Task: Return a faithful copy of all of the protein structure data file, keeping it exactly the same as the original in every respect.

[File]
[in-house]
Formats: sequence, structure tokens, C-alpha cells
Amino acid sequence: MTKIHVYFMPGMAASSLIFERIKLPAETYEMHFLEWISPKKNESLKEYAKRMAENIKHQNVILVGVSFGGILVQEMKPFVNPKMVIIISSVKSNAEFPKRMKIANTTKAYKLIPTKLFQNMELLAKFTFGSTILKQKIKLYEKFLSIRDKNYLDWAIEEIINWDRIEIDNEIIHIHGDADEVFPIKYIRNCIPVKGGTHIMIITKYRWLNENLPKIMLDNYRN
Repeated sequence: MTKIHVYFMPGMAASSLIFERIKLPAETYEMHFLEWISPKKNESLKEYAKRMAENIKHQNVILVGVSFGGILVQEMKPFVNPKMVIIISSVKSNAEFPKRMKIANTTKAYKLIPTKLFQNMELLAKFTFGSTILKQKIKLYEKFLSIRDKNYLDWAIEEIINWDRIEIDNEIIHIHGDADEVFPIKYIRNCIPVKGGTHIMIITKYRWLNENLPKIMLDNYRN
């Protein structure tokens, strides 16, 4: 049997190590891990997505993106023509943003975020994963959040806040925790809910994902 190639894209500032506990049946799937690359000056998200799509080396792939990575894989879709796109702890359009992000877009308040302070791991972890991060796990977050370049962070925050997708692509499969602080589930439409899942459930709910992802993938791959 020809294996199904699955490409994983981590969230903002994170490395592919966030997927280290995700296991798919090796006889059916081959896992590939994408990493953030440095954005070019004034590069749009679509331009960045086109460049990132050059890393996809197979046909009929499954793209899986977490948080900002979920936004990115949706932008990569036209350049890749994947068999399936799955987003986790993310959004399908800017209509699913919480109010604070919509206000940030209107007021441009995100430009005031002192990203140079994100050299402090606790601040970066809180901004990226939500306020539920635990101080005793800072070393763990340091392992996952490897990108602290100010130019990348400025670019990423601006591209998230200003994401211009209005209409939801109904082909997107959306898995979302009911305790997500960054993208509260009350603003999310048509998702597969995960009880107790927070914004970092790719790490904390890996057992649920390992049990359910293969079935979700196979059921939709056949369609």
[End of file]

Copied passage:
[in-house]
Formats: sequence, structure tokens, C-alpha cells
Amino acid sequence: MTKIHVYFMPGMAASSLIFERIKLPAETYEMHFLEWISPKKNESLKEYAKRMAENIKHQNVILVGVSFGGILVQEMKPFVNPKMVIIISSVKSNAEFPKRMKIANTTKAYKLIPTKLFQNMELLAKFTFGSTILKQKIKLYEKFLSIRDKNYLDWAIEEIINWDRIEIDNEIIHIHGDADEVFPIKYIRNCIPVKGGTHIMIITKYRWLNENLPKIMLDNYRN
Repeated sequence: MTKIHVYFMPGMAASSLIFERIKLPAETYEMHFLEWISPKKNESLKEYAKRMAENIKHQNVILVGVSFGGILVQEMKPFVNPKMVIIISSVKSNAEFPKRMKIANTTKAYKLIPTKLFQNMELLAKFTFGSTILKQKIKLYEKFLSIRDKNYLDWAIEEIINWDRIEIDNEIIHIHGDADEVFPIKYIRNCIPVKGGTHIMIITKYRWLNENLPKIMLDNYRN
């Protein structure tokens, strides 16, 4: 049997190590891990997505993106023509943003975020994963959040806040925790809910994902 190639894209500032506990049946799937690359000056998200799509080396792939990575894989879709796109702890359009992000877009308040302070791991972890991060796990977050370049962070925050997708692509499969602080589930439409899942459930709910992802993938791959 020809294996199904699955490409994983981590969230903002994170490395592919966030997927280290995700296991798919090796006889059916081959896992590939994408990493953030440095954005070019004034590069749009679509331009960045086109460049990132050059890393996809197979046909009929499954793209899986977490948080900002979920936004990115949706932008990569036209350049890749994947068999399936799955987003986790993310959004399908800017209509699913919480109010604070919509206000940030209107007021441009995100430009005031002192990203140079994100050299402090606790601040970066809180901004990226939500306020539920635990101080005793800072070393763990340091392992996952490897990108602290100010130019990348400025670019990423601006591209998230200003994401211009209005209409939801109904082909997107959306898995979302009911305790997500960054993208509260009350603003999310048509998702597969995960009880107790927070914004970092790719790490904390890996057992649920390992049990359910293969079935979700196979059921939709056949369609």